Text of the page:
Discovery Institute: A History of Failure

The Discovery Institute began with a grand plan to supersede evolution with a jazzed-up version of creationism they called intelligent design. It was fatally flawed from the beginning, as we explained in Intelligent Design, the Great Incongruity. But with that and their Wedge strategy, they attracted generous patrons who have been funding their creationist activities since 1995.

Regarding the Wedge, you can read the actual document at the NCSE website: The Wedge Document. Here’s a scan of the original: The Wedge. It’s a pdf document which begins with a graphic of Michelangelo’s God creating Adam. We discussed it and its lofty goals in What is the “Wedge Document”? The Discoveroids have failed to achieve every one of its objectives.

We’ve discussed their failures in several posts over the years. In 2015 we wrote Catalog of Discoveroid Creationist Catastrophes. We’ll list some of the items discussed there:

• Their two-pronged effort to promote their anti-evolution Academic Freedom bills — about which see Curmudgeon’s Guide to “Academic Freedom” Laws — accompanied by the release of a “documentary” staring Ben Stein, Expelled: No Intelligence Allowed. It was a box office flop, and it eventually ended up in bankruptcy court.

• Their various litigation efforts, the most spectacular of which was Kitzmiller v. Dover Area School District.

• Their pathetic effort to penetrate the academic world in an effort to gain legitimacy for their “theory” of intelligent design. Other than bible colleges, this too has been a total disaster. See Intelligent Design’s Brief Shining Moment, about the short-lived Michael Polanyi Center at Baylor University, which was headed by William Dembski.

• Their sad effort to establish a creationist movement on college campuses with their IDEA clubs, about which Wikipedia has a writeup: Intelligent Design and Evolution Awareness Center.

• The collapse of their grand crusade can be seen in search engine statistics. Check out this history of Google searches on “intelligent design”. It peaked during the Kitzmiller trial in 2005, and it’s been steadily — precipitously — trending downward ever since.

• The Discoveroids have been shut out of all legitimate science conferences. They can’t get papers about their “theory” published in legitimate science journals. They get no funding from government or from outfits like the Templeton Foundation.

So what are they doing with all the money they receive each year? They write books, many of which are published by their own Discovery Institute Press. They crank out ark-loads of podcasts, which impress no one, and blog posts where they complain about the negative press coverage they get and the “discrimination” they endure. But their generous patrons continue to fund them, so they carry on — accomplishing nothing.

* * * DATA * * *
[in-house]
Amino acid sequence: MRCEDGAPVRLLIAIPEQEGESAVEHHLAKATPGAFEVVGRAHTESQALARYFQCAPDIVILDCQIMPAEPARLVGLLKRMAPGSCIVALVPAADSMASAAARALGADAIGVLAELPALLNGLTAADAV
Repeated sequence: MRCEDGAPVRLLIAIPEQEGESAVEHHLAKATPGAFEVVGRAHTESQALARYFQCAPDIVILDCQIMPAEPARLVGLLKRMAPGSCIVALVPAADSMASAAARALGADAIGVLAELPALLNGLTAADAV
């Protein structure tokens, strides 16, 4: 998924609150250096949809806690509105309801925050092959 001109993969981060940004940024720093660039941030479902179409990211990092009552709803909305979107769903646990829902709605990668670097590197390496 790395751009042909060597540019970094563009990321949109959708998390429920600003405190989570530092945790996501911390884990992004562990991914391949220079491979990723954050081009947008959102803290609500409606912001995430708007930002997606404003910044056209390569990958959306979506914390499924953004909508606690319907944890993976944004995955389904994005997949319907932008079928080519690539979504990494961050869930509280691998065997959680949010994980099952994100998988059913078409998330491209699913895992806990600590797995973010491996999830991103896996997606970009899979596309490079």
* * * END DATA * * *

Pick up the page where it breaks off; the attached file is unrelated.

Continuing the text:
As long as they continue to amuse us we shall follow their antics, but at this point their activities are becoming pathetic. However, considering their grandiose goals, that’s the most amusing thing of all.

Addendum: Be sure to look at this Wikipedia article: Discovery Institute intelligent design campaigns.

Copyright © 2018. The Sensuous Curmudgeon. All rights reserved.

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30 responses to “Discovery Institute: A History of Failure

  1. And all the attention by so many people for so many years has not produced any progress in formulating an alternative to evolutionary biology. Indeed, there is no sign of any interest in a positive, substantial statement, as distinct from finding some shortcomings in evolution. (Of course, “Intelligent Design” might be subject to the same shortcmings or worse, that is never addressed.)

  2. This is a very good summary of Di’s existence.

  3. The Tooters are the bottom feeders of the bottom feeders. Their book sales bring in absolutely nothing. They scramble for a living basically to pay for Klankerwanker, Annie Green Screen, Axe and a few others. They pull in a few hundred grand each which is small magic beans compared to what Old Hambo rakes in from the rubes.

    It’s not a bad life, really. They pull in a few hundred grand and have to do no work. For example, Klankerwanker’s entire output for the past decade is worth less than a bucket of warm spit, yet the old Klanker lives a comfortable life on his island, not wanting for food or shelter. But, face it, his work is a waste of time. He produces nothing. He’s not even a decent gadfly. Same for the rest of the Tooters. They’re just wasting their donor’s money for no purpose.

    Sad to be them. At least Dembski had the insight to bail from the scam after his career hit rock bottom.

  4. I believe that the majority of the DI funding still comes from conservative evangelical Christians including the Ahmanson Foundation. Since some of the younger Ahmansons are now in leadership positions, maybe it is time to launch a mass lobbying campaign urging the Foundation to cease funding the DI. Perhaps someone here could draft a letter that hundreds of us could sign.

  5. How much deviation from Young Earth Creationism can the Intelligent Design folks get away with?
    How much acceptance of YEC can they swallow?
    And how much can they avoid taking a stand?
    The origin of ID was solidly based on avoidance.

  6. Michael Medved: “This is the one with all my heart.”

    J.P. Moreland: “This may be the most important book I’ve written.”

    The more “sincere” they are, the more fraudulent they sound. This plethora of books that no-one needs, and probably even fewer actually bother to read. It’s just as well humans aren’t cursed with clairvoyance. If the Discoveroids could see their future — that, in fifty or so years time, perhaps even less, almost no-one will remember they were once here; their efforts were completely in vain — they’d be filled with despair.

    ‘Course, that goes for most of us, but not all of us are quite so full of grandiose destiny and self-importance.

  7. Michael Fugate

    It is also interesting that their message is all one-sided – they avoid almost all engagement with their critics other than to whine about how unfairly they are treated. Also the message never changes…

  8. Karl Goldsmith (@KarlGoldsmith)